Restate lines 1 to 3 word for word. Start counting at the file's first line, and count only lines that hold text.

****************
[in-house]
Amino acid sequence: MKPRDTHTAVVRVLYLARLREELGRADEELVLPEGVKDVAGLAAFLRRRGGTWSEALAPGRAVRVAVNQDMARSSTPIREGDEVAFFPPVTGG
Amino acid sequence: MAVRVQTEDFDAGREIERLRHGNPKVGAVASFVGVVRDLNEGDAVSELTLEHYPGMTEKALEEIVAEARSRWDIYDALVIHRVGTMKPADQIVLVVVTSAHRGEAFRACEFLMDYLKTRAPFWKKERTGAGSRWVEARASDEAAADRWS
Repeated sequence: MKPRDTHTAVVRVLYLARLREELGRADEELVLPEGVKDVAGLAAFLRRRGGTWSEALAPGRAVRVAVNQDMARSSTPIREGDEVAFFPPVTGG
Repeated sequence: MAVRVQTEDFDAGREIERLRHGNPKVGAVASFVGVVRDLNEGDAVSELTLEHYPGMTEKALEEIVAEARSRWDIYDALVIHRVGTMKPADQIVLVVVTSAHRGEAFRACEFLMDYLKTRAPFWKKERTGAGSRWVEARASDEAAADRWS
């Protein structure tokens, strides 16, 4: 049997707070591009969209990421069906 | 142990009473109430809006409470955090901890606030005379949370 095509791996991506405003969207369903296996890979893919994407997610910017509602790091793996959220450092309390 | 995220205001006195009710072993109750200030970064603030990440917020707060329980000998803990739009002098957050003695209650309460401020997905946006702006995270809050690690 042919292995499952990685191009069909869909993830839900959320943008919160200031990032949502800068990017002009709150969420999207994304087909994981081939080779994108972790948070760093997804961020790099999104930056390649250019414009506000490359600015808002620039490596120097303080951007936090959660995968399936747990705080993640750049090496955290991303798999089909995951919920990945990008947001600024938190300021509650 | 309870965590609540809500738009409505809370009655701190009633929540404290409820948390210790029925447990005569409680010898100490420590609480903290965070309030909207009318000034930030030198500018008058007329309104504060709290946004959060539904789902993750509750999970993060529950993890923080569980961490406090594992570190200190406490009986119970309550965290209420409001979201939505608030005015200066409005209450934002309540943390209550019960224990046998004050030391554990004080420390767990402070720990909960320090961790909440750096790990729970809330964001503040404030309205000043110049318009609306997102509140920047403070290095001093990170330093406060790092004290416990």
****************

[in-house]
Amino acid sequence: MKPRDTHTAVVRVLYLARLREELGRADEELVLPEGVKDVAGLAAFLRRRGGTWSEALAPGRAVRVAVNQDMARSSTPIREGDEVAFFPPVTGG
Amino acid sequence: MAVRVQTEDFDAGREIERLRHGNPKVGAVASFVGVVRDLNEGDAVSELTLEHYPGMTEKALEEIVAEARSRWDIYDALVIHRVGTMKPADQIVLVVVTSAHRGEAFRACEFLMDYLKTRAPFWKKERTGAGSRWVEARASDEAAADRWS